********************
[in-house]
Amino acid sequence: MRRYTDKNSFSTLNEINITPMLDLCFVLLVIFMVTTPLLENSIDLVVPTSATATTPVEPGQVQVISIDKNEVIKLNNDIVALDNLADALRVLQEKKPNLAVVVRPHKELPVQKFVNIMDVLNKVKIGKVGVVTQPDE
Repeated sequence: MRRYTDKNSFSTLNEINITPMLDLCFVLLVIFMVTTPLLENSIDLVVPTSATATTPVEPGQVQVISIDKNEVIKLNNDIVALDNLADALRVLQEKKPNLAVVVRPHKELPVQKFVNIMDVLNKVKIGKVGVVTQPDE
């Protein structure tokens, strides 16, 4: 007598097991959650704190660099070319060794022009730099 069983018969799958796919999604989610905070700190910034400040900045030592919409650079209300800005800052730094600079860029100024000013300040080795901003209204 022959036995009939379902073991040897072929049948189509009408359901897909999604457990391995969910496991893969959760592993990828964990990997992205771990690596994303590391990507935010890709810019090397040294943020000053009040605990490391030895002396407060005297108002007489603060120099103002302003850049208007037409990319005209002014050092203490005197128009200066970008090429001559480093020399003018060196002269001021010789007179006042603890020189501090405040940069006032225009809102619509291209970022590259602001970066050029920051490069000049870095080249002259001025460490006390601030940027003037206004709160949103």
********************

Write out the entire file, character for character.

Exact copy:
[in-house]
Amino acid sequence: MRRYTDKNSFSTLNEINITPMLDLCFVLLVIFMVTTPLLENSIDLVVPTSATATTPVEPGQVQVISIDKNEVIKLNNDIVALDNLADALRVLQEKKPNLAVVVRPHKELPVQKFVNIMDVLNKVKIGKVGVVTQPDE
Repeated sequence: MRRYTDKNSFSTLNEINITPMLDLCFVLLVIFMVTTPLLENSIDLVVPTSATATTPVEPGQVQVISIDKNEVIKLNNDIVALDNLADALRVLQEKKPNLAVVVRPHKELPVQKFVNIMDVLNKVKIGKVGVVTQPDE
């Protein structure tokens, strides 16, 4: 007598097991959650704190660099070319060794022009730099 069983018969799958796919999604989610905070700190910034400040900045030592919409650079209300800005800052730094600079860029100024000013300040080795901003209204 022959036995009939379902073991040897072929049948189509009408359901897909999604457990391995969910496991893969959760592993990828964990990997992205771990690596994303590391990507935010890709810019090397040294943020000053009040605990490391030895002396407060005297108002007489603060120099103002302003850049208007037409990319005209002014050092203490005197128009200066970008090429001559480093020399003018060196002269001021010789007179006042603890020189501090405040940069006032225009809102619509291209970022590259602001970066050029920051490069000049870095080249002259001025460490006390601030940027003037206004709160949103």